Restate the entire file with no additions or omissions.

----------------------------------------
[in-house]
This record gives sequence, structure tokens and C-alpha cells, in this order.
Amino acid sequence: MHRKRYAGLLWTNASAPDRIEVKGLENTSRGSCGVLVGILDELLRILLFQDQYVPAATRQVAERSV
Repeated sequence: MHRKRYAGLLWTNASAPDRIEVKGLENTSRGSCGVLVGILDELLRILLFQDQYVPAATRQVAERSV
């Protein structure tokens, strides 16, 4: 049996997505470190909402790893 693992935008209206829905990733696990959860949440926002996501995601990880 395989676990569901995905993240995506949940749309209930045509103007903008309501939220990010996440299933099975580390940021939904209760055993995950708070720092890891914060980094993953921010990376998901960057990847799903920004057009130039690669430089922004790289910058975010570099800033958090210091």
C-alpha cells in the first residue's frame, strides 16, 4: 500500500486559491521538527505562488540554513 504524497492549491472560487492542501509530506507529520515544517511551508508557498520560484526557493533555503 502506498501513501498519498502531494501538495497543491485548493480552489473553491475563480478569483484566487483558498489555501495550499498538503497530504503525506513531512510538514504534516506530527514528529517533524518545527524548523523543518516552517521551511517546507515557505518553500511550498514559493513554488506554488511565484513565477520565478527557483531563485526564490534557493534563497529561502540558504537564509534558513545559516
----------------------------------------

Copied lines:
[in-house]
This record gives sequence, structure tokens and C-alpha cells, in this order.
Amino acid sequence: MHRKRYAGLLWTNASAPDRIEVKGLENTSRGSCGVLVGILDELLRILLFQDQYVPAATRQVAERSV
Repeated sequence: MHRKRYAGLLWTNASAPDRIEVKGLENTSRGSCGVLVGILDELLRILLFQDQYVPAATRQVAERSV
């Protein structure tokens, strides 16, 4: 049996997505470190909402790893 693992935008209206829905990733696990959860949440926002996501995601990880 395989676990569901995905993240995506949940749309209930045509103007903008309501939220990010996440299933099975580390940021939904209760055993995950708070720092890891914060980094993953921010990376998901960057990847799903920004057009130039690669430089922004790289910058975010570099800033958090210091």
C-alpha cells in the first residue's frame, strides 16, 4: 500500500486559491521538527505562488540554513 504524497492549491472560487492542501509530506507529520515544517511551508508557498520560484526557493533555503 502506498501513501498519498502531494501538495497543491485548493480552489473553491475563480478569483484566487483558498489555501495550499498538503497530504503525506513531512510538514504534516506530527514528529517533524518545527524548523523543518516552517521551511517546507515557505518553500511550498514559493513554488506554488511565484513565477520565478527557483531563485526564490534557493534563497529561502540558504537564509534558513545559516